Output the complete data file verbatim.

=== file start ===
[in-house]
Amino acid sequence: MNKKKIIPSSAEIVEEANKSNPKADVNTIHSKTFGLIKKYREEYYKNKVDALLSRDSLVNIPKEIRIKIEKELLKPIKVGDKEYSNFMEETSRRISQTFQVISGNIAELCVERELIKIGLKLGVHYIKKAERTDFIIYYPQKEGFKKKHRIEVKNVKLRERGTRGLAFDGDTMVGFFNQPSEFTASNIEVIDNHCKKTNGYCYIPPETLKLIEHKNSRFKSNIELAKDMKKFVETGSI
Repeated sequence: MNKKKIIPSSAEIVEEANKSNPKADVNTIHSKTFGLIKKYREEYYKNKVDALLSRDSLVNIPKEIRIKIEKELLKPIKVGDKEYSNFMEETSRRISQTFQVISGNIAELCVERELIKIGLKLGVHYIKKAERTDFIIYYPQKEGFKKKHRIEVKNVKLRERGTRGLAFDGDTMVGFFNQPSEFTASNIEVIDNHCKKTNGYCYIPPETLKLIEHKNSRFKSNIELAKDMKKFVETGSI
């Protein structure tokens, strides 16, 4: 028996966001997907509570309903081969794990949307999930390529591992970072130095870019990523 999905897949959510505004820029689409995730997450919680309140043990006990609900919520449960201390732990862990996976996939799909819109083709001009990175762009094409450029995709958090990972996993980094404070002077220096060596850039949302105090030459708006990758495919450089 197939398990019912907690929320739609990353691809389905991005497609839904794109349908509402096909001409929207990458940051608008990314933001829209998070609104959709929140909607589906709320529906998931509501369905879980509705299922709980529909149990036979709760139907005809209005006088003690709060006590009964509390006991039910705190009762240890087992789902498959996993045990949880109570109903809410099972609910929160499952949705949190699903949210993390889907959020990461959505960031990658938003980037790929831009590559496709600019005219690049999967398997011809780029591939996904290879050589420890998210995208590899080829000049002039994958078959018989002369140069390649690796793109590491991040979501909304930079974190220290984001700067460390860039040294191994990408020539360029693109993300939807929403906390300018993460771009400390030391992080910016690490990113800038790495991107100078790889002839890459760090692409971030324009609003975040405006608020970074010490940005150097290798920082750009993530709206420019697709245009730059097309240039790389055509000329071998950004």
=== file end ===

[in-house]
Amino acid sequence: MNKKKIIPSSAEIVEEANKSNPKADVNTIHSKTFGLIKKYREEYYKNKVDALLSRDSLVNIPKEIRIKIEKELLKPIKVGDKEYSNFMEETSRRISQTFQVISGNIAELCVERELIKIGLKLGVHYIKKAERTDFIIYYPQKEGFKKKHRIEVKNVKLRERGTRGLAFDGDTMVGFFNQPSEFTASNIEVIDNHCKKTNGYCYIPPETLKLIEHKNSRFKSNIELAKDMKKFVETGSI
Repeated sequence: MNKKKIIPSSAEIVEEANKSNPKADVNTIHSKTFGLIKKYREEYYKNKVDALLSRDSLVNIPKEIRIKIEKELLKPIKVGDKEYSNFMEETSRRISQTFQVISGNIAELCVERELIKIGLKLGVHYIKKAERTDFIIYYPQKEGFKKKHRIEVKNVKLRERGTRGLAFDGDTMVGFFNQPSEFTASNIEVIDNHCKKTNGYCYIPPETLKLIEHKNSRFKSNIELAKDMKKFVETGSI
């Protein structure tokens, strides 16, 4: 028996966001997907509570309903081969794990949307999930390529591992970072130095870019990523 999905897949959510505004820029689409995730997450919680309140043990006990609900919520449960201390732990862990996976996939799909819109083709001009990175762009094409450029995709958090990972996993980094404070002077220096060596850039949302105090030459708006990758495919450089 197939398990019912907690929320739609990353691809389905991005497609839904794109349908509402096909001409929207990458940051608008990314933001829209998070609104959709929140909607589906709320529906998931509501369905879980509705299922709980529909149990036979709760139907005809209005006088003690709060006590009964509390006991039910705190009762240890087992789902498959996993045990949880109570109903809410099972609910929160499952949705949190699903949210993390889907959020990461959505960031990658938003980037790929831009590559496709600019005219690049999967398997011809780029591939996904290879050589420890998210995208590899080829000049002039994958078959018989002369140069390649690796793109590491991040979501909304930079974190220290984001700067460390860039040294191994990408020539360029693109993300939807929403906390300018993460771009400390030391992080910016690490990113800038790495991107100078790889002839890459760090692409971030324009609003975040405006608020970074010490940005150097290798920082750009993530709206420019697709245009730059097309240039790389055509000329071998950004």